Clinical Management

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The treatment of B. hominis infections remains controversial, particularly in light of its uncertain pathogenicity. Strong opinions have been expressed regarding the use of potentially dangerous chemotherapeutic agents to treat B. hominis, particularly without a thorough investigation of other possible causes of symptoms (Markell and Udkow, 1990; Markell, 1995). Additionally, there is some evidence that infection may be self-limiting in some cases, and intervention may not be required (Sun et al., 1989; Doyle et al., 1990; Albrecht et al., 1995). However, in the presence of chronic or acute debilitating symptoms for which no other cause is obvious, treatment by some means is warranted (LeBar et al., 1985; Vanatta et al., 1985; Lambert et al., 1992).


Conventional chemotherapeutic treatments tend to be largely empirical, using general anti-protozoal drugs, particularly 5-nitroimidazoles (Stenzel and Boreham, 1996). Variable success in treatment, either for reduction of symptoms or removal of organisms from the faeces, has been reported (Stenzel and Boreham, 1996). Antibacterial compounds, such as ampicillin, penicillin, streptomycin, gentamicin, colistin, ceftizoxime and vancomycin, and the antifungal compound amphotericin B do not appear to be effective against B. hominis and do not inhibit growth of the organism in vitro (Zierdt and Williams, 1974; Dunn and Boreham, 1991; Zierdt, 1991).

Efficacy of drugs used clinically to treat B. hominis has not been experimentally verified, with only two studies testing in vitro responses of B. hominis to various drugs. Zierdt et al. (1983) investigated the effects of 10 antiprotozoal drugs on the growth of four isolates, and Dunn and Boreham (1991) used one isolate to compare the efficacy of 42 drugs. Variability in response to drugs was noted among isolates and between the two studies. The drugs most commonly used to treat B. hominis infections in the clinical situation (metronidazole and iodoquinol) showed in vitro activity against the isolates used in these two studies. However, iodoquinol is no longer available in many parts of the world, due to its toxicity.

Recommended doses for metronidazole in the treatment of B. hominis infections in adults are in the range 200-750 mg three times per day, over a 5-10 day period (Stenzel and Boreham, 1996). Treatment failures have been reported at all dosage levels. Co-trimoxazole has been suggested as an alternative (Schwartz and Houston, 1992), particularly if symptoms persist after treatment with metronidazole (Zaki et al., 1991). Furazo-lidone has also been suggested to be effective and has been used as a treatment for B. hominis infections in AIDS patients (Narkewicz et al., 1989).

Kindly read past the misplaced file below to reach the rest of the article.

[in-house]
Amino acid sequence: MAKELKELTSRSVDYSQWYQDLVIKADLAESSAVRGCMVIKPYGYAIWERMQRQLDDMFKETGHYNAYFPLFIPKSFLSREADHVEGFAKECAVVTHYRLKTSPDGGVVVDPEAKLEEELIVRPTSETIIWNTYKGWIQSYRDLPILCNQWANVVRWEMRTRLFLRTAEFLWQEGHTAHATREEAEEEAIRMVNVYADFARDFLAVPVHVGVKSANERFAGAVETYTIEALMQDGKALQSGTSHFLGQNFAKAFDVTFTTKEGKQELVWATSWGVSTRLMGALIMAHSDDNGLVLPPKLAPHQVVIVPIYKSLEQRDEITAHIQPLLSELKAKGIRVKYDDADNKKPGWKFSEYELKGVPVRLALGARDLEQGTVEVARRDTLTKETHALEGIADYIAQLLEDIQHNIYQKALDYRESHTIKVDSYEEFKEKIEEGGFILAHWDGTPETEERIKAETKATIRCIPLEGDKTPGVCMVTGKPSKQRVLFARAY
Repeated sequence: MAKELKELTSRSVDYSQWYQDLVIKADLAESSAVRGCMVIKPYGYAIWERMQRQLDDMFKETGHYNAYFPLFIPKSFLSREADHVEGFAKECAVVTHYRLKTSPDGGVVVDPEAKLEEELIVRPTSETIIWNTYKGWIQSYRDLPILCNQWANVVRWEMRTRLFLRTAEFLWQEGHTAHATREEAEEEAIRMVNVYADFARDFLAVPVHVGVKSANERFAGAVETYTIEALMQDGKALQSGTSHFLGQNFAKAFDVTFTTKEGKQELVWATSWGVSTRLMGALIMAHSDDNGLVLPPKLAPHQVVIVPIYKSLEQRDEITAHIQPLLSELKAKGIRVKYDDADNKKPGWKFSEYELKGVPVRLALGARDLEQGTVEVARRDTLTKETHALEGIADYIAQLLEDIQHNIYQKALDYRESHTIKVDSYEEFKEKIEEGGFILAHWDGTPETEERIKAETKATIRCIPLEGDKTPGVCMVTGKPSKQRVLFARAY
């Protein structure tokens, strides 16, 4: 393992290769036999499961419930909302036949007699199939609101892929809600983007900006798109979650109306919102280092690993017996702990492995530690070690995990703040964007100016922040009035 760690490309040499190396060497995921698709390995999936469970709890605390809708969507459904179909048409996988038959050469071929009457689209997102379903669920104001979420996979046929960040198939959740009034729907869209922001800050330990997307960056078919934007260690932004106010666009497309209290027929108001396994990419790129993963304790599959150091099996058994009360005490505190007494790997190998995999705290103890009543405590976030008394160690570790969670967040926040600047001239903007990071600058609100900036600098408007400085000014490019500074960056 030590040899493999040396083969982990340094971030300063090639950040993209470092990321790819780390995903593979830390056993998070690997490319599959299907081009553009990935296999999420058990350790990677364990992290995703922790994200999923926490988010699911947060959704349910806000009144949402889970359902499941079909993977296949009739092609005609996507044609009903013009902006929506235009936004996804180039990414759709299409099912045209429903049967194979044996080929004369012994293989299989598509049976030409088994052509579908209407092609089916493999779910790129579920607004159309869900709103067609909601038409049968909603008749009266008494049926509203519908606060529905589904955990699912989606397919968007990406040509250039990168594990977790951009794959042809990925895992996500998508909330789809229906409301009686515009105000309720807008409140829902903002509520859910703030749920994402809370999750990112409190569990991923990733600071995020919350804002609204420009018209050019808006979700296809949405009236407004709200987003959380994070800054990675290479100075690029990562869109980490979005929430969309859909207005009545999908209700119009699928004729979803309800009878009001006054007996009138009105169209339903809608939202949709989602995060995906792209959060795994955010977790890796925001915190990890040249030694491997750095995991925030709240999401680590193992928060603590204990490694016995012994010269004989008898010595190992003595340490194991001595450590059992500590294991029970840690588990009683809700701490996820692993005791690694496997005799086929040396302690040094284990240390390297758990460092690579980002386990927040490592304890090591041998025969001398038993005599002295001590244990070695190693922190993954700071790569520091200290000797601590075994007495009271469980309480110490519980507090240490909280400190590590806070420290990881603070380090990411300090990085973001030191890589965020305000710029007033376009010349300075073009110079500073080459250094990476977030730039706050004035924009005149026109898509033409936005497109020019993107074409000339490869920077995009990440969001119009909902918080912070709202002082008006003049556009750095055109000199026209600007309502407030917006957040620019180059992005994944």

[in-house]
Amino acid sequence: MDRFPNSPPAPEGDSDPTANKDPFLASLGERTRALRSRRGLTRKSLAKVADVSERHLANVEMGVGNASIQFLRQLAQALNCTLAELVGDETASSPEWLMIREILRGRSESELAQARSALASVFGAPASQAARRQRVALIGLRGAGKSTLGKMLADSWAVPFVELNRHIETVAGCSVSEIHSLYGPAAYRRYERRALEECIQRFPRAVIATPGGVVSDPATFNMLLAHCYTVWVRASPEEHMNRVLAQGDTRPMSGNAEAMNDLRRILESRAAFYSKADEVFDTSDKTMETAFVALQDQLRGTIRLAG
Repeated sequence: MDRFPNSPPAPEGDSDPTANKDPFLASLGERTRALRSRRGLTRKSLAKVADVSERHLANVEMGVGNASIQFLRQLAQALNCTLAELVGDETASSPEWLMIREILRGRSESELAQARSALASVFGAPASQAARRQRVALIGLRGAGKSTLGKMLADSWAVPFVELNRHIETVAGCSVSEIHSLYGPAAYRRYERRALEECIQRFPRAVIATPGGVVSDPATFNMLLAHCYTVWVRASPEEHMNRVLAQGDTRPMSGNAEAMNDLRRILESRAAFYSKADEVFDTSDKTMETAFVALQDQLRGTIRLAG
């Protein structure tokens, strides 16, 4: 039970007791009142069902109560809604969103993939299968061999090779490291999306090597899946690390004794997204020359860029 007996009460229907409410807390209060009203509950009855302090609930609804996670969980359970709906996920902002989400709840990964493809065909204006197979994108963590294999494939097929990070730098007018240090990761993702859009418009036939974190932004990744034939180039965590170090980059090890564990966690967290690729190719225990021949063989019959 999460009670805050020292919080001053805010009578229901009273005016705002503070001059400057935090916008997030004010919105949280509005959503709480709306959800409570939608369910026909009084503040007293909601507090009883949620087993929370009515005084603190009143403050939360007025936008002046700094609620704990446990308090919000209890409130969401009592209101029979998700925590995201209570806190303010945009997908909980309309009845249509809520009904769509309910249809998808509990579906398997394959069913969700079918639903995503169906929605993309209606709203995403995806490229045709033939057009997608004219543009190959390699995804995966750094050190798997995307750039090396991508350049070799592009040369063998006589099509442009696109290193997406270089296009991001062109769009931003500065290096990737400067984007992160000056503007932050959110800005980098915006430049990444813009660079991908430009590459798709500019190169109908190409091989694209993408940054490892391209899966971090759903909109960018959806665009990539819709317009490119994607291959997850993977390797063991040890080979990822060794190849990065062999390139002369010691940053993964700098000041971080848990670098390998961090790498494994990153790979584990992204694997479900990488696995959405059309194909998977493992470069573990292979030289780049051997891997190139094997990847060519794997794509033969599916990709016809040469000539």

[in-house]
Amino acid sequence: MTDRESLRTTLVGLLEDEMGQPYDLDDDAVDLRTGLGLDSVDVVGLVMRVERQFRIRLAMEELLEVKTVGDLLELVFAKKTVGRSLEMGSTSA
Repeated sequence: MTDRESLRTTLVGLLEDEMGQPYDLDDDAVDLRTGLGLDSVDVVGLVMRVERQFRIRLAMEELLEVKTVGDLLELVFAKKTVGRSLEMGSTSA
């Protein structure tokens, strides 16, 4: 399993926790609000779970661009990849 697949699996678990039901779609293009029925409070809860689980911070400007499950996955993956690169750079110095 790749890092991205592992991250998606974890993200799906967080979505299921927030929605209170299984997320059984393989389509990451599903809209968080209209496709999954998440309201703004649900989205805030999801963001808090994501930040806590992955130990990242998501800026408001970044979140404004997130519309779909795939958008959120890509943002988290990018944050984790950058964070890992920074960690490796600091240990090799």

Traditional Chinese medicinal herbs have been examined in one in vitro study (Yang et al., 1996). From 20 crude extracts, two extracts (Brucea javanica and Coptis chinensis) were considered highly inhibitory to the growth of three isolates of B. hominis, although inhibition was not as great as with similar concentrations of metro-nidazole used for comparison in this study. However, the herbs were used as crude extracts and the active components may be far more efficacious if identified and purified prior to use.

Further in vitro testing of a wider range of B. hominis isolates is necessary to determine the variability in response to drugs and whether drug resistance occurs. Additional chemotherapeutic reagents, particularly those with minimal potential toxicity to the patient, need to be assessed. However, it must be recognised that in vitro testing cannot completely mimic the in vivo situation, and in vitro responses cannot necessarily be extrapolated to drug efficacies in humans or other hosts.

Other Management Strategies

Dietary management has been suggested to reduce symptoms or numbers of B. hominis found in patients' faeces (Swellengrebel, 1917;

Kain et al, 1987). In the most recent study (Kain et al., 1987), dietary management, including the introduction of a high fibre and/or lactose-free diet, resulted in a higher proportion of patients showing clinical improvement than those treated with metronidazole. However, dietary management of B. hominis infections has not been well assessed, and it is possible that B. hominis was not the primary cause of symptoms in the six patients responding to dietary change in this study.

It has been suggested that physiological changes in the intestine, such as changes in nutrient availability, redox potential or bacterial flora, may influence the growth of B. hominis (Miller and Minshew, 1988). Thus, dietary changes which influence such factors may be of potential benefit to patients. However, intestinal factors that are detrimental to B. hominis have not so far been identified, so efficacious dietary recommendations cannot yet be made.

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